Batwoman #1 Review
Written by Marguerite Bennett and James Tynion IV
Art by Steve Epting
Colors by Jeromy Cox
Letters by Deron Bennett
Review by John Dubrawa
Batwoman is one of DC Comics’ most fascinating characters, a fact that writers James Tynion IV and Marguerite Bennett must realize as well given the prominence of Kate Kane in both of their recent writings. Between Detective Comics and Bombshells, Tynion and Bennett have shown not only an understanding for Batwoman’s greatness but also a willingness to expand her history in a way her New 52 series was never able to do. Now, the duo of Tynion and Bennett present Batwoman #1, the official start to their journey of writing the character in the Rebirth era, and the good news for those that enjoyed Batwoman’s heyday during the New 52 era days is this issue has a lot of the same feel. There’s still some rough edges to work out but it’s just great to have a Batwoman solo book back in DC’s lineup.
It’s important to note that although this issue does not require prior knowledge of the character, Batwoman #1 is a product of what has come before it, particularly Tynion and Bennett’s most recent “Batwoman Begins” story-arc in Detective Comics. For the most part, however, Tynion and Bennett manage to keep all readers on equal ground as the issue moves from Kate’s monster-hunting side mission to a more elaborate and mysterious central plot involving a “lost year” of her past. It’s almost too mysterious, unfortunately, what with Kate being stalked by a mysterious stranger to a mysterious island that holds some kind of mysterious significance to the both of them. I trust enough in Tynion and Bennett that they’ll make sense of this in the long run, but the idea of a new reader coming to this title with no history of the character and facing vague reference after vague reference doesn’t feel like the right move for an issue #1.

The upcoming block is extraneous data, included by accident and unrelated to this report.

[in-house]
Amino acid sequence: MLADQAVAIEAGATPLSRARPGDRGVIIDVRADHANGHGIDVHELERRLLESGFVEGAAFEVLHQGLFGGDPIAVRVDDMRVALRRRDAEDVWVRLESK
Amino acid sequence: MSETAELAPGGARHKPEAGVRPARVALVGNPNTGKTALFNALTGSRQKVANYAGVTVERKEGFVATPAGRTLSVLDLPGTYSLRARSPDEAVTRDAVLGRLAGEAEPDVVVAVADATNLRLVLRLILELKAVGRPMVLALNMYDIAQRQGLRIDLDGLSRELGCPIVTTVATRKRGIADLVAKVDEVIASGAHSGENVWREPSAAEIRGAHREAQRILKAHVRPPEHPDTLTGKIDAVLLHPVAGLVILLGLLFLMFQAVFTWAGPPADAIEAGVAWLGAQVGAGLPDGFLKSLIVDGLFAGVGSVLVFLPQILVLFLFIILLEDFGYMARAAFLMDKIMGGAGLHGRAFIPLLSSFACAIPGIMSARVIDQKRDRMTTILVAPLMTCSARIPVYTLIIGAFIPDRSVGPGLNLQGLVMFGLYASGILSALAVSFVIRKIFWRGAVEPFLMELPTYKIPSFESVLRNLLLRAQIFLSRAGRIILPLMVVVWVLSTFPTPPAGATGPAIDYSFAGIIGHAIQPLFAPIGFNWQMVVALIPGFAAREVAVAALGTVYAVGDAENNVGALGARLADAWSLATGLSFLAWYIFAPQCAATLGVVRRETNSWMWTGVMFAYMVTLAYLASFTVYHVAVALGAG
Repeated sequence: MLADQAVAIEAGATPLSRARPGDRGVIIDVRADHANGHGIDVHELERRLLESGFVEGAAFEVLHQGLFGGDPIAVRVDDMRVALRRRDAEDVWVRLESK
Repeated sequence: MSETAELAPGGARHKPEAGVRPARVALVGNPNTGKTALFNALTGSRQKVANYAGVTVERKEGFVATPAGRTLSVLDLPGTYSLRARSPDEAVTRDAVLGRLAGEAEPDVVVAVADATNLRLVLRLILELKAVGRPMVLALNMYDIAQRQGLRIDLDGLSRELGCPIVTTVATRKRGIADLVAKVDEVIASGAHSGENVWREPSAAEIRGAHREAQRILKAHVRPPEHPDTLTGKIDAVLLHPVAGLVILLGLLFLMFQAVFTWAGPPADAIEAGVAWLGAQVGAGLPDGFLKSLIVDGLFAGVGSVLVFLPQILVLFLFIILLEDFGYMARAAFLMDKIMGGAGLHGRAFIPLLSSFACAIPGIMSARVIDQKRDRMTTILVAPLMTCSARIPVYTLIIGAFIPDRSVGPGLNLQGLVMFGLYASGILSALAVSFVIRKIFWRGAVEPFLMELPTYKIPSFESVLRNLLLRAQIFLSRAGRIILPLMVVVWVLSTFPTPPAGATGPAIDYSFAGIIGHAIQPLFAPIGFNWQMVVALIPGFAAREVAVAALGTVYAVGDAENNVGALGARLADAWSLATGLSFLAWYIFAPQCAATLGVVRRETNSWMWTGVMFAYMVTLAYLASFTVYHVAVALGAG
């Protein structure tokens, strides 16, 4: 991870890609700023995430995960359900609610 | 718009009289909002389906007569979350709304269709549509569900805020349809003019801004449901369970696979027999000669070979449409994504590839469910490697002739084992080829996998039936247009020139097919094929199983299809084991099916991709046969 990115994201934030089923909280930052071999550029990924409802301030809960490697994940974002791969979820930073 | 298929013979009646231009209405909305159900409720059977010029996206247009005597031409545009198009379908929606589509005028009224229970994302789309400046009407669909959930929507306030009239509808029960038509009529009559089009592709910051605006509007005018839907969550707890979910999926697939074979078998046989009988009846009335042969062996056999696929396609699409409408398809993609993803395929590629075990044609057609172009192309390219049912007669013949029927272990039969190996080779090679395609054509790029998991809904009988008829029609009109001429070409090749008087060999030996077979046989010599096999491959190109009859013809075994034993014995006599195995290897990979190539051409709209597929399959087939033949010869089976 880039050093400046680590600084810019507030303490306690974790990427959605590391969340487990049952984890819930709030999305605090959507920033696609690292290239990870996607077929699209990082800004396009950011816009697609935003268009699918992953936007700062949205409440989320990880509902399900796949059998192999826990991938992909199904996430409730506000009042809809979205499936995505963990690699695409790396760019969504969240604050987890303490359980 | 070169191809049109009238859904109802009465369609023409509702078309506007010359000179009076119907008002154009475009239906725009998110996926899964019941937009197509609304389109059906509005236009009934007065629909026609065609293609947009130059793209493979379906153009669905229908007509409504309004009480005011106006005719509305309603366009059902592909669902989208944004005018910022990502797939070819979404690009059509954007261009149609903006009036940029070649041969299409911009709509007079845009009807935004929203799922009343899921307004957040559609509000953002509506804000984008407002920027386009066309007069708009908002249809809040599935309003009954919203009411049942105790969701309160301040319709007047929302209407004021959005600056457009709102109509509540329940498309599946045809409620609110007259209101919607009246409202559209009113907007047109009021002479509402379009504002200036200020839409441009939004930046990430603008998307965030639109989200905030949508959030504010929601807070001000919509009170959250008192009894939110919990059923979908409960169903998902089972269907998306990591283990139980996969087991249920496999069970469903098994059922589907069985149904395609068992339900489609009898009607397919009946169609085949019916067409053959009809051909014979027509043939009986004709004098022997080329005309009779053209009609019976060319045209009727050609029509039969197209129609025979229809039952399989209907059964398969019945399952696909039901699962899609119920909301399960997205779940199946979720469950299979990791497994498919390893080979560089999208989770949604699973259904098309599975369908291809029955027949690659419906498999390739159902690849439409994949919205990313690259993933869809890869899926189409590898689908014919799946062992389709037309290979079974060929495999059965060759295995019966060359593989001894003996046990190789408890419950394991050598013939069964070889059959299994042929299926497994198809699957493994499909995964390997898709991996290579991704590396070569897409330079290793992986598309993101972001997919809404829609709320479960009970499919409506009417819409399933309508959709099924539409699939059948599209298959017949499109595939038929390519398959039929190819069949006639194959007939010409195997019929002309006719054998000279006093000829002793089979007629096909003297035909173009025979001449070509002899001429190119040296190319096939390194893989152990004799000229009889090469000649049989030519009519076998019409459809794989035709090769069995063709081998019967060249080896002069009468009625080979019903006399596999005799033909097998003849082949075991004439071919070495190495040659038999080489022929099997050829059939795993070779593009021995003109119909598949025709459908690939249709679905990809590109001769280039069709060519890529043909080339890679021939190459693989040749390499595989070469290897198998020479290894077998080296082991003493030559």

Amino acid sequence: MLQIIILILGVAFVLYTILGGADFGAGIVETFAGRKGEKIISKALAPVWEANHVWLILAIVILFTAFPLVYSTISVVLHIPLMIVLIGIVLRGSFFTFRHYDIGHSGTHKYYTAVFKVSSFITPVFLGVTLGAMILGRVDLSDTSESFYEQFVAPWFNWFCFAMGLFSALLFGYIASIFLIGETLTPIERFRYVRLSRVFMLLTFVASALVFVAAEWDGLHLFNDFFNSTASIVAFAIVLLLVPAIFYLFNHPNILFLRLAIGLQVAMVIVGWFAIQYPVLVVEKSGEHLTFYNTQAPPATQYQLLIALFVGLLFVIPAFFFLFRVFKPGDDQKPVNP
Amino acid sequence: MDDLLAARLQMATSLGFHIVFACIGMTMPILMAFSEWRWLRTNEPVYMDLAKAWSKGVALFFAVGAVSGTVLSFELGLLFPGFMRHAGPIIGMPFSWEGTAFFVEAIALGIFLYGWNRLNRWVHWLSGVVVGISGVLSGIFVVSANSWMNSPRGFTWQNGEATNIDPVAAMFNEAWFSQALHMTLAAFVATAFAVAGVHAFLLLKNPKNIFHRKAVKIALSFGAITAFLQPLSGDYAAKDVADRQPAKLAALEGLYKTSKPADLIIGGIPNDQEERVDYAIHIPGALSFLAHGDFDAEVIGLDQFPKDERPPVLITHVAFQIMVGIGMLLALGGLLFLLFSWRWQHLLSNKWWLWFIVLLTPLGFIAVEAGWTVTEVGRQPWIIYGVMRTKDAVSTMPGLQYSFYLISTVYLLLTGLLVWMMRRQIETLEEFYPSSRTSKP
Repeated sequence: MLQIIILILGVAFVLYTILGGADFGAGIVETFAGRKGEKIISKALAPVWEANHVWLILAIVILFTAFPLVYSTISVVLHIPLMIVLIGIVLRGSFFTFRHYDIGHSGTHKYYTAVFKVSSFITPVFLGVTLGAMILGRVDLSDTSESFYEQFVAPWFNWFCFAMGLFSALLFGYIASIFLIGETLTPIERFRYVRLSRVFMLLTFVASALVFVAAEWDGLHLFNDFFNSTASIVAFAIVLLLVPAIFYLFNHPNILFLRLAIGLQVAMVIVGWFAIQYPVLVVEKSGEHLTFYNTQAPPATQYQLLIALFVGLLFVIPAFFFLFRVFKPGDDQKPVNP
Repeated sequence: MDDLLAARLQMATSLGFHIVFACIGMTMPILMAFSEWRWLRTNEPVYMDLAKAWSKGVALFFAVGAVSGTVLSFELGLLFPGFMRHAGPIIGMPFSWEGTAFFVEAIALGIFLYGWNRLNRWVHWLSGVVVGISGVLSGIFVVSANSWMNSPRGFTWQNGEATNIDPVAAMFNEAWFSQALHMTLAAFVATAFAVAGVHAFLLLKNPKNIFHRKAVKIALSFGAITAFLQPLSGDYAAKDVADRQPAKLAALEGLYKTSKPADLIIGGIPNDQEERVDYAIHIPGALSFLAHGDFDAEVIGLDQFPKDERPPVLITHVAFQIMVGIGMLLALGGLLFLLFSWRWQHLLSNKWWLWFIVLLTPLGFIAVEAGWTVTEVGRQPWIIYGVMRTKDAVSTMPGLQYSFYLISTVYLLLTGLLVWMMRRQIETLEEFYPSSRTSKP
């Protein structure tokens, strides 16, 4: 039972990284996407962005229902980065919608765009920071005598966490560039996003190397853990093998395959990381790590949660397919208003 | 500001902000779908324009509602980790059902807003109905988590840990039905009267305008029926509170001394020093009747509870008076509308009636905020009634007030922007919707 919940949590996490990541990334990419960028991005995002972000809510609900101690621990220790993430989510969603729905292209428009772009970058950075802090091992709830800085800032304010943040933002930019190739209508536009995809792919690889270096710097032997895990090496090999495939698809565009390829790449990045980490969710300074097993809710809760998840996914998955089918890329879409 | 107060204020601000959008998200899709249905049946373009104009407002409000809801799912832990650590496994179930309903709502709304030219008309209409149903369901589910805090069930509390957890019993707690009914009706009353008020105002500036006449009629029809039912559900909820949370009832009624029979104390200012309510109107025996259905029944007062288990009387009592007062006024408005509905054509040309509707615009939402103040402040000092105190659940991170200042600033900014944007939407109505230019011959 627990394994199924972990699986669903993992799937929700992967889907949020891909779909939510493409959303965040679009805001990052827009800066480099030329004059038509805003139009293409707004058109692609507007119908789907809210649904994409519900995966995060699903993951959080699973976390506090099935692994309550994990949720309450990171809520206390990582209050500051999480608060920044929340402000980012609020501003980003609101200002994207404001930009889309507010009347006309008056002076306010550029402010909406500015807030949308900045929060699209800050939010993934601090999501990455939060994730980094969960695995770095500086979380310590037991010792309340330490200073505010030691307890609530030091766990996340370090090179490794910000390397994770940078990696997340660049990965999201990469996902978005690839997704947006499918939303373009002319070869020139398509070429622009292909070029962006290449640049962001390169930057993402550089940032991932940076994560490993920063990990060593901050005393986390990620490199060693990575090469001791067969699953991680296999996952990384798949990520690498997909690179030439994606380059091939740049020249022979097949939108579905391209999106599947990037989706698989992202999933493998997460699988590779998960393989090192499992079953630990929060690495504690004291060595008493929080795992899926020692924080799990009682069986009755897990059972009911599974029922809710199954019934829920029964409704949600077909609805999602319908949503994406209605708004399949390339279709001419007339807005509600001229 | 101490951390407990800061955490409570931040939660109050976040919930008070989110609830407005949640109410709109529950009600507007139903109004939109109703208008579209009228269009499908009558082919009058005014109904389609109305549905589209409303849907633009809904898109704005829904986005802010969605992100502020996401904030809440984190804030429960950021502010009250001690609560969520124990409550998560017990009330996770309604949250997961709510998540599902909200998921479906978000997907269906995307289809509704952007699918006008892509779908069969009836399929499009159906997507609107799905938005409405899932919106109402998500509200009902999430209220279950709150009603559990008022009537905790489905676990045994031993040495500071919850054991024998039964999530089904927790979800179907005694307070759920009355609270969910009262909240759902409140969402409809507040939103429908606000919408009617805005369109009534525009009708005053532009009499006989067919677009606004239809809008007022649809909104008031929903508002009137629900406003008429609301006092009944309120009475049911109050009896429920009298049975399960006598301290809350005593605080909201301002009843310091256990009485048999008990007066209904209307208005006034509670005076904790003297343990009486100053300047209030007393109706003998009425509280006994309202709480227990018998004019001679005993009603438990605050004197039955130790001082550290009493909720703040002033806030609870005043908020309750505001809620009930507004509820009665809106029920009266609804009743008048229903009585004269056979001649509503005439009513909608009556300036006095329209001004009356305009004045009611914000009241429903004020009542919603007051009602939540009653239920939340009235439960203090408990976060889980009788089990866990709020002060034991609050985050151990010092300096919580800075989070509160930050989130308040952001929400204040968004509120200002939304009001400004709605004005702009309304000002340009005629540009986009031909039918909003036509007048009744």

What does unequivocally work in this first issue, however, is Steve Epting’s gorgeous artwork. Marvel fans already know what Epting is capable of from his extensive history with Captain America, and there’s a surprising parallel that carries over to this issue as well. Much of Tynion and Bennett’s script deals with quieter moments of espionage that fits right into Epting’s wheelhouse. However, when a monster suddenly appears and puts the chase to Batwoman, the artwork never misses a beat. Epting’s panel layouts keep the action moving quickly and Batwoman herself moving even quicker. Jeromy Cox’s colors are crisp and vibrant when necessary and subdued when the issue takes a more calm approach to the storytelling. Batwoman deserves to look as great as she does in this book.
Buy! Even if you have no previous connection the character and just think she looks cool, buy this book. There’s some hurdles to overcome in terms of the plot being incredibly vague, but knowing the writing team there’s a good payout to come. Steve Epting’s art is exactly what you would expect from someone that spent so long drawing Captain America: a sense of kinetic action with an ability to draw tenser, more dramatic scenes. This book is worth your dollars to be sure.